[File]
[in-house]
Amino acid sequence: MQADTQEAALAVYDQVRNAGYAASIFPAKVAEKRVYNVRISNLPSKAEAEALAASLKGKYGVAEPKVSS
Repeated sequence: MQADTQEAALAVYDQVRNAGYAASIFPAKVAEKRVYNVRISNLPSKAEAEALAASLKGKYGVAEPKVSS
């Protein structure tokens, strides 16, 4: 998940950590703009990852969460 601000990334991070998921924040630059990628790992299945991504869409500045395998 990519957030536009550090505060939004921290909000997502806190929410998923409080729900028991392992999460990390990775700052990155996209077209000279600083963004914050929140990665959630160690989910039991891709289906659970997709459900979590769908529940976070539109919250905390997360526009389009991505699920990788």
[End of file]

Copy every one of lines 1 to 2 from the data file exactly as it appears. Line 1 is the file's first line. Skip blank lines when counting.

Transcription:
[in-house]
Amino acid sequence: MQADTQEAALAVYDQVRNAGYAASIFPAKVAEKRVYNVRISNLPSKAEAEALAASLKGKYGVAEPKVSS